To refine your employer brand, candidate feedback is an invaluable source of information that cannot be overlooked. By gathering insights and data from candidates, employers can identify what matters most to today’s employees and adjust their branding strategy accordingly. Lalvani emphasizes the need for employers to be adaptable, including embracing new technologies, responding to external disruptions, and potentially changing their ways of working.

Nishita commented: “Companies must also prioritize authenticity in their messaging. Instead of relying on corporate jargon, it is crucial to adopt a more human and relatable tone. Understanding and addressing the aspirations of your target audience is imperative. This can be achieved by directly asking employees about their priorities, such as growth, learning, hybrid work, wellness, and more.”

Consistency across all external channels is vital. Whether it’s your website, social media platforms, company pages, or platforms like Glassdoor, maintaining a cohesive brand image is essential. Employers can also measure the effectiveness of their employer branding efforts using specific metrics.

Becoming an “employer of choice” is a common goal for organizations today. To achieve this, employers must establish a high level of trust and purpose, and be seen as inclusive of individuals from diverse backgrounds and experiences.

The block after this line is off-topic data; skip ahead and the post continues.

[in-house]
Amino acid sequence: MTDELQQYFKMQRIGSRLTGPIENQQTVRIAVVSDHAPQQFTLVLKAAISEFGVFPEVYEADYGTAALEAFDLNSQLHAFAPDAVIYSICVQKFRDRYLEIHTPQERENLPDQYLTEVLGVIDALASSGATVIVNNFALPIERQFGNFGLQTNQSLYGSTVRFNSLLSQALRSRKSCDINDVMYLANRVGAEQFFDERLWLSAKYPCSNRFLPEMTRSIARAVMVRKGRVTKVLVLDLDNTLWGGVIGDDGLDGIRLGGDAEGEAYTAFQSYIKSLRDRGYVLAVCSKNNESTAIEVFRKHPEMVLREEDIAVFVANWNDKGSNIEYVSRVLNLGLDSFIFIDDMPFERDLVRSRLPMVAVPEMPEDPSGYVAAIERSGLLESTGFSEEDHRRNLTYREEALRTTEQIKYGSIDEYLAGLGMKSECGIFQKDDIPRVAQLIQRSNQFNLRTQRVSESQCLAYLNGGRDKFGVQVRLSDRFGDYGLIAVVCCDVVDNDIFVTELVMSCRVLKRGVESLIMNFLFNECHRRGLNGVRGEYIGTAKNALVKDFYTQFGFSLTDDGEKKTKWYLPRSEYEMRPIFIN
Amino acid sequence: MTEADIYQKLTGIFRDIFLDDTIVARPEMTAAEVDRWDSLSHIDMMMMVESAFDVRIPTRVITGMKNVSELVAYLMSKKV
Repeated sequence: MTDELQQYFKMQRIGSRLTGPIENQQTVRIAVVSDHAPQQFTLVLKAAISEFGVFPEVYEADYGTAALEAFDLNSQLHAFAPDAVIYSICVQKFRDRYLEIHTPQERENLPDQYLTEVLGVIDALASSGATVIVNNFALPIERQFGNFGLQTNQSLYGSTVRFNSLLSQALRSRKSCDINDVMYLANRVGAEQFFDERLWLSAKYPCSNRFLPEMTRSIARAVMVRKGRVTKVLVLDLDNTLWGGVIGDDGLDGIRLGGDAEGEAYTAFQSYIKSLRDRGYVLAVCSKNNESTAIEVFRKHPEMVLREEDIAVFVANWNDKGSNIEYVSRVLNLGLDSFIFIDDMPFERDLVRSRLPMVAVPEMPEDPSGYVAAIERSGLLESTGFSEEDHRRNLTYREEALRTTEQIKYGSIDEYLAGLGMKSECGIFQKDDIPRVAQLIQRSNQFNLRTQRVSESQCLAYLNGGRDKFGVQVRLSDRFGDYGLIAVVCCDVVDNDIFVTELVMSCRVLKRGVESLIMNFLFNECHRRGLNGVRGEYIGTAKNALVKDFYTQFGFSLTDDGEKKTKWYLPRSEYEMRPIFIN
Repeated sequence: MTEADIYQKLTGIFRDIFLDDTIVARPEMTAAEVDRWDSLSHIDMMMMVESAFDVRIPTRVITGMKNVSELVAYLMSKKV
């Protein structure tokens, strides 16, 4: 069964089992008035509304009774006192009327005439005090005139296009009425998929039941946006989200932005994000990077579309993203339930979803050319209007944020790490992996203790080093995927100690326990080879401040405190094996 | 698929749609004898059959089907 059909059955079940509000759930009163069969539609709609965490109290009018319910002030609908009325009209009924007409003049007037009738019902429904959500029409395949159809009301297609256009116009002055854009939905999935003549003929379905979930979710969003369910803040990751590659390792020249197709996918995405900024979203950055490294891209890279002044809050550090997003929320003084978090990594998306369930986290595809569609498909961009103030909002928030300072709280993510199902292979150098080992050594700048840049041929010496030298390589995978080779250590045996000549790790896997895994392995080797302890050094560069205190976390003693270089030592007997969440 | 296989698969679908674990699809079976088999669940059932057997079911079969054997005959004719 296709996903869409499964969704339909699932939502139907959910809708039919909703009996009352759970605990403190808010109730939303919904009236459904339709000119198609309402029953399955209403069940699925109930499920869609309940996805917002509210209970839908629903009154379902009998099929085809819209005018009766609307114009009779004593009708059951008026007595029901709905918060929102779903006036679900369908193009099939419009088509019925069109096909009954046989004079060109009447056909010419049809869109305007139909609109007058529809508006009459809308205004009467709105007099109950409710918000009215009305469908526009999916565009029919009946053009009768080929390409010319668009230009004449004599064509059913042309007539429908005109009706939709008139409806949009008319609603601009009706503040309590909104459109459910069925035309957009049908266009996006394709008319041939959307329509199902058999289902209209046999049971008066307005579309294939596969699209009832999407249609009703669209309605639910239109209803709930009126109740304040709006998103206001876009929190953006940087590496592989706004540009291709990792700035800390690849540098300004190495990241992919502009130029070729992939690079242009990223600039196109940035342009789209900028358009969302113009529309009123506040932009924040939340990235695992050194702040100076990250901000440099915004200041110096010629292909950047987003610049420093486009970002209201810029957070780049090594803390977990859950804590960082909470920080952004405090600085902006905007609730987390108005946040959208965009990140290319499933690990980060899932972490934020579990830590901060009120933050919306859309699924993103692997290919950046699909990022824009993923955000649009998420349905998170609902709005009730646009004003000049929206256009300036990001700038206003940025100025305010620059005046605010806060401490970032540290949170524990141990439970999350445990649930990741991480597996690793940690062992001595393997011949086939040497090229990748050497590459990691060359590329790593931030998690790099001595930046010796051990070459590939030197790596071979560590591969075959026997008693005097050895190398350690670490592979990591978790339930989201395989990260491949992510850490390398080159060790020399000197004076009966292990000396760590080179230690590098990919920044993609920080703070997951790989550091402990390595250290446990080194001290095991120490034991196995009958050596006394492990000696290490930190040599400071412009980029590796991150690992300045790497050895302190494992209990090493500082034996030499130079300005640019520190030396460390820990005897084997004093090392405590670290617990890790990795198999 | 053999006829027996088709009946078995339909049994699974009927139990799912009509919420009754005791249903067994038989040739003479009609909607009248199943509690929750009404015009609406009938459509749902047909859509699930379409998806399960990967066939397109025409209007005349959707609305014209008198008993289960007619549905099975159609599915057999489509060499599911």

Lalvani concludes that your brand promise should evolve and be central to the employee experience. It is important for your messaging to be authentic, aligned with your mission, and socially conscious.

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Online recruitment in India faces decline and uncertainty

According to the latest findings from foundit Insights Tracker, online recruitment in India experienced a 6% decrease in hiring activity during April 2023 compared to the same period in 2022.

The Tracker’s analysis highlighted the volatile nature of India’s job market, attributed to economic uncertainty and the ongoing appraisal season when companies conduct performance evaluations. In April 2023, the Tracker index declined from 295 to 276, indicating a month-on-month drop of 4%.

The report further indicated that e-recruitment is currently facing a delicate situation. Among the 27 industries monitored by the Tracker, six witnessed improvements in online hiring over the year. Notably, the Retail industry saw the highest growth rate at 22%, closely followed by the Tourism sector at 19%. Conversely, the IT-Hardware and Software industry experienced a decline of 22% compared to the previous year.

In terms of job functions, out of the 12 functions monitored, only one function observed growth over the year. The Sales and BD (business development) function reported a 2% increase, while the HR and Admin function remained stagnant with 0% growth. The Customer Service function encountered the most significant decline at 28%.

Among the 13 cities monitored, online recruitment surpassed the levels of the previous year in only two cities. Ahmedabad reported a modest increase of 3% compared to the same period last year.

Meanwhile, start-up jobs displayed a notable growth rate of 19% when compared to the previous year.